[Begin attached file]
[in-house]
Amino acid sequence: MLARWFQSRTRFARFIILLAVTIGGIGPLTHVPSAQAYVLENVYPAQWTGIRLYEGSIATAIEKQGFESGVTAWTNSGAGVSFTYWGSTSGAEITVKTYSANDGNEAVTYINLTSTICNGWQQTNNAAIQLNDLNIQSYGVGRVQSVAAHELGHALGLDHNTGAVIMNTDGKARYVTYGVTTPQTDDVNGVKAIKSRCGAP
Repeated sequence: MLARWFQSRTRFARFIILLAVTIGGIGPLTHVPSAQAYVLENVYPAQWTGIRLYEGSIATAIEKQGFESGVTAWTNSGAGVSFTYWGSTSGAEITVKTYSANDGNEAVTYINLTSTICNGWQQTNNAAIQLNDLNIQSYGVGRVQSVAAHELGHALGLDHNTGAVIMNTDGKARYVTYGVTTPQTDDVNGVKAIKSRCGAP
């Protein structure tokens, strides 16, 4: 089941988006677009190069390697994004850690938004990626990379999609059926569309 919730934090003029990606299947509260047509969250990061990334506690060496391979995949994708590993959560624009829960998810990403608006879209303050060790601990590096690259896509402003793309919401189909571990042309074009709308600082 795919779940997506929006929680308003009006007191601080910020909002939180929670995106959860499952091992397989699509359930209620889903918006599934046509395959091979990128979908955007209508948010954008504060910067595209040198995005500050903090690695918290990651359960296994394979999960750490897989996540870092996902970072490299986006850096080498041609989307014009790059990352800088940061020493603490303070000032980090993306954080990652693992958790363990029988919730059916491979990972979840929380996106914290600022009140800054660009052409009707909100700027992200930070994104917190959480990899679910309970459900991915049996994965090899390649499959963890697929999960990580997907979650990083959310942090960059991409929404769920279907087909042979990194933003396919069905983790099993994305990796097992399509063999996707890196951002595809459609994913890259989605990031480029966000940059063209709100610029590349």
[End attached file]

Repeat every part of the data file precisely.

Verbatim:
[in-house]
Amino acid sequence: MLARWFQSRTRFARFIILLAVTIGGIGPLTHVPSAQAYVLENVYPAQWTGIRLYEGSIATAIEKQGFESGVTAWTNSGAGVSFTYWGSTSGAEITVKTYSANDGNEAVTYINLTSTICNGWQQTNNAAIQLNDLNIQSYGVGRVQSVAAHELGHALGLDHNTGAVIMNTDGKARYVTYGVTTPQTDDVNGVKAIKSRCGAP
Repeated sequence: MLARWFQSRTRFARFIILLAVTIGGIGPLTHVPSAQAYVLENVYPAQWTGIRLYEGSIATAIEKQGFESGVTAWTNSGAGVSFTYWGSTSGAEITVKTYSANDGNEAVTYINLTSTICNGWQQTNNAAIQLNDLNIQSYGVGRVQSVAAHELGHALGLDHNTGAVIMNTDGKARYVTYGVTTPQTDDVNGVKAIKSRCGAP
């Protein structure tokens, strides 16, 4: 089941988006677009190069390697994004850690938004990626990379999609059926569309 919730934090003029990606299947509260047509969250990061990334506690060496391979995949994708590993959560624009829960998810990403608006879209303050060790601990590096690259896509402003793309919401189909571990042309074009709308600082 795919779940997506929006929680308003009006007191601080910020909002939180929670995106959860499952091992397989699509359930209620889903918006599934046509395959091979990128979908955007209508948010954008504060910067595209040198995005500050903090690695918290990651359960296994394979999960750490897989996540870092996902970072490299986006850096080498041609989307014009790059990352800088940061020493603490303070000032980090993306954080990652693992958790363990029988919730059916491979990972979840929380996106914290600022009140800054660009052409009707909100700027992200930070994104917190959480990899679910309970459900991915049996994965090899390649499959963890697929999960990580997907979650990083959310942090960059991409929404769920279907087909042979990194933003396919069905983790099993994305990796097992399509063999996707890196951002595809459609994913890259989605990031480029966000940059063209709100610029590349």